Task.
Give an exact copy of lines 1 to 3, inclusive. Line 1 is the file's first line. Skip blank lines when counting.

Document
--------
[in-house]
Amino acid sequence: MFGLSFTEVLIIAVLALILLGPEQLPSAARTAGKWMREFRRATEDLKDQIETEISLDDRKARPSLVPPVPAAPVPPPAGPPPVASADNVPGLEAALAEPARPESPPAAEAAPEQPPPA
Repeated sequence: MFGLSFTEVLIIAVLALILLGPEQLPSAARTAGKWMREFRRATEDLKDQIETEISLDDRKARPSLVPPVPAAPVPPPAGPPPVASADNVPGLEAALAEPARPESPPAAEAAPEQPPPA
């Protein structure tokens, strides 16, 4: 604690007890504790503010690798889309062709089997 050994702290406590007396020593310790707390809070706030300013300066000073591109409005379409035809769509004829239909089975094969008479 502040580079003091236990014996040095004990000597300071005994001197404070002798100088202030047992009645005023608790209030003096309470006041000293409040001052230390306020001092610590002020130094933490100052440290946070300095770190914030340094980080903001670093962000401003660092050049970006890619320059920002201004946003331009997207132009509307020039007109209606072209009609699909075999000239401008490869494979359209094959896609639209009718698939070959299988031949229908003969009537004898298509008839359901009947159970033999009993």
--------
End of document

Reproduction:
[in-house]
Amino acid sequence: MFGLSFTEVLIIAVLALILLGPEQLPSAARTAGKWMREFRRATEDLKDQIETEISLDDRKARPSLVPPVPAAPVPPPAGPPPVASADNVPGLEAALAEPARPESPPAAEAAPEQPPPA
Repeated sequence: MFGLSFTEVLIIAVLALILLGPEQLPSAARTAGKWMREFRRATEDLKDQIETEISLDDRKARPSLVPPVPAAPVPPPAGPPPVASADNVPGLEAALAEPARPESPPAAEAAPEQPPPA